Vitamin A products, including retinol and Retin-A, have been called the "gold standard" of anti-aging skin care, helping your skin look younger and smoother. But how were these ingredients developed, and how effective are they for treating wrinkles, and aging skin?
A crucial vitamin: The importance of vitamin A to our health was uncovered early in the 20th century, with the discovery of its role in the viability of an embryo. Since then, it’s been found to be a major player not just in reproduction, but also vision, growth, and cell differentiation and proliferation. Because it helps the production of white blood cells, vitamin A is necessary for a healthy immune system.
Vitamin A is also known as retinol, and its derivatives (whether natural or manufactured) are called retinoids. Because this vitamin cannot be synthesized by the body, it needs to be consumed in food -- either through animal sources, like egg yolks, fish, liver and meat, or plant sources, like darkly colored fruits and vegetables including sweet potatoes, pumpkins and tomatoes.
Help for Aging Skin: Vitamin A’s current status as an anti-aging skin marvel dates back to the 1980s, when researchers found that the derivative tretinoin (brand name Retin-A) helped boost collagen production in mice when applied topically to photoaged skin -- that is, skin prematurely aged through exposure to ultraviolet light from the sun. Coinciding with this discovery was the observation by doctors prescribing tretinoin for acne that patients had smoother skin, with fewer wrinkles. Tretinoin was later found to interfere with the enzymes that work to break down collagen in the dermal layer of skin, and to promote the manufacture of new collagen.
Since then, retinoids have come to be known as the “gold standard” of topical anti-aging products, according to the authors of a 2003 research review published in the Journal of Drugs in Dermatology.
Tretinoin - the good, bad and the ugly: Tretinoin in various concentrations (usually 0.01 – 0.1%) has been thoroughly studied in both short-term and long-term investigations, according to a lengthy 2006 review in Clinical Interventions in Aging.
While the ingested version of vitamin A used in acne therapy, isotretinoin (brand name Accutane), also helped patients have smoother, pinker skin, oral isotretinoin carries a significant danger of birth defects. Though topical tretinoin has not been shown in studies to pose the same threat, some case reports have suggested birth defects among women using tretinoin on their skin in the first trimester of pregnancy. Women are therefore cautioned against using the product while pregnant.
The major complaint users have about tretinoin is the side effect now known as retinoid dermatitis, involving redness, irritation and scaling that may develop immediately or within a few weeks of starting treatment. Doctors often recommend beginning with a lower concentration (0.01 – 0.025%), and applying it in small amounts every other day. Switching from a gel to an emollient cream base may also ease the skin irritation. Once tolerance has been built up, applying the tretinoin every day and/or using a more concentrated dose may be more manageable.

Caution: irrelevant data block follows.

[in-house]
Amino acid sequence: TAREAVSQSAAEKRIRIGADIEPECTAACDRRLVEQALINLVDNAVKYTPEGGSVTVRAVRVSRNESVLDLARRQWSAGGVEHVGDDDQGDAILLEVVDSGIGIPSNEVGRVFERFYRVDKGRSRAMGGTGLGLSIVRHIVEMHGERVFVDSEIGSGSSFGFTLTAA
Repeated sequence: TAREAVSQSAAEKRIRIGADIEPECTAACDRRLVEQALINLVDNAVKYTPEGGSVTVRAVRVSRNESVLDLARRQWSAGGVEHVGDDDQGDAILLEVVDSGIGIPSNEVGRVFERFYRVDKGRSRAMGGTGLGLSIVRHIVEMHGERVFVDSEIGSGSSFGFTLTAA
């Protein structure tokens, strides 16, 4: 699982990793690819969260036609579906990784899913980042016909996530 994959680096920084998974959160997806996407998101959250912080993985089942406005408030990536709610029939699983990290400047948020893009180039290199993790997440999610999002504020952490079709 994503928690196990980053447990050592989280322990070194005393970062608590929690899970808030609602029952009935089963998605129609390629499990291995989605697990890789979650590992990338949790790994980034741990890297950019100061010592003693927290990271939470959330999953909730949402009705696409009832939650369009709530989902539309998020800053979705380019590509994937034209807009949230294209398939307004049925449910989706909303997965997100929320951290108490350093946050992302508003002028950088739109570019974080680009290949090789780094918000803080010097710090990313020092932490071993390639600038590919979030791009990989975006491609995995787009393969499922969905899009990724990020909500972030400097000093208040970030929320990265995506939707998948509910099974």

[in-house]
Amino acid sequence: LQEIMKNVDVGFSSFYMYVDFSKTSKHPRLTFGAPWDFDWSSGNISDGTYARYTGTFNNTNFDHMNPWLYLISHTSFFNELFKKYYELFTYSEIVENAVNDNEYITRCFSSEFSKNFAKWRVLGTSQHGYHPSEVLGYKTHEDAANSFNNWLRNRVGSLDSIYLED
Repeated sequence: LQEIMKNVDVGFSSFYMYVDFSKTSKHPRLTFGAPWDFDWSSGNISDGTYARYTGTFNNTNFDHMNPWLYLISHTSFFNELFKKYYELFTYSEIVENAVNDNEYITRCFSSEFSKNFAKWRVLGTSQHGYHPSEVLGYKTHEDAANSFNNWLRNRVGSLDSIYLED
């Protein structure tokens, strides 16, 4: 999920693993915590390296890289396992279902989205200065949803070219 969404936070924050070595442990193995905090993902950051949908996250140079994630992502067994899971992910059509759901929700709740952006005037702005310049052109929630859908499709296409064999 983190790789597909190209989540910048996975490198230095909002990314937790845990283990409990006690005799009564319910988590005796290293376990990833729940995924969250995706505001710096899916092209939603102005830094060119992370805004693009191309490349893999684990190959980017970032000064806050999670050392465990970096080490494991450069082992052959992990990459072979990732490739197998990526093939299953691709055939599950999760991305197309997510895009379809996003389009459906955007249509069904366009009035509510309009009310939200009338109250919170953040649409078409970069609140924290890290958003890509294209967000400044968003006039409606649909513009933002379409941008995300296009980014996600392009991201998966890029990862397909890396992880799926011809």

Reverses photoaging: Tretinoin seems most effective for minimizing fine facial lines and wrinkles, reducing rough, photoaged skin, and improving uneven pigmentation. It can take a few months for these positive results to appear, and the effects are dose-dependent, meaning stronger concentrations bring noticeable results more quickly. For example, while a 0.05% concentration may significantly decrease the effects of photodamage, so will half of that (or 0.025%), but the latter will require a longer period of time. Concentrations of less than 0.01% have not been shown to help photoaged skin.
Other factors affecting how well tretinoin works include genetics, individual skin quality, and the extent of photodamage.
Other vitamin A derivatives: Tretinoin’s potential for causing skin irritation and its classification as a drug (requiring a prescription) has fueled much research by cosmetic and pharmaceutical manufacturers into related, less potent compounds. Among these are retinol, retinaldehyde, and retinyl palmitate. Retinol is converted into tretinoin in the skin, though the resulting concentration is only 1/1000 that of tretinoin (and therefore less irritating) when applied topically.
Many vitamin A derivatives developed for the anti-aging skincare market are proprietary formulas -- without research published in scholarly journals -- and are therefore difficult to review.
Bottom line: Vitamin A products like topical tretinoin have been shown to reduce wrinkles, redness, and uneven pigmentation, although (ironically) they may cause redness and irritation in the short term. If you want to try them to reverse photoaging, consult your health-care provider or see a dermatologist for a prescription. Over-the-counter products containing vitamin A derivatives may also work for aging skin, though their effects tend to be less dramatic, and are tougher to verify.
Aging Changes in Skin. US National Institutes of Health Medline Public Information Sheet. Accessed April 30, 2012.
Kockaert M, Neumann M. Systemic and topical drugs for aging skin. J Drugs Dermatol. 2003 Aug;2(4):435-41.
Siddharth Mukherjee, Abhijit Date, Vandana Patravale, Hans Christian Korting, Alexander Roeder, and Günther Weindl. Retinoids in the treatment of skin aging: an overview of clinical efficacy and safety. Clin Interv Aging. 2006 December; 1(4): 327–348
Vitamin A. National Institutes of Health Medline Public Information Sheet. Accessed April 27, 2011.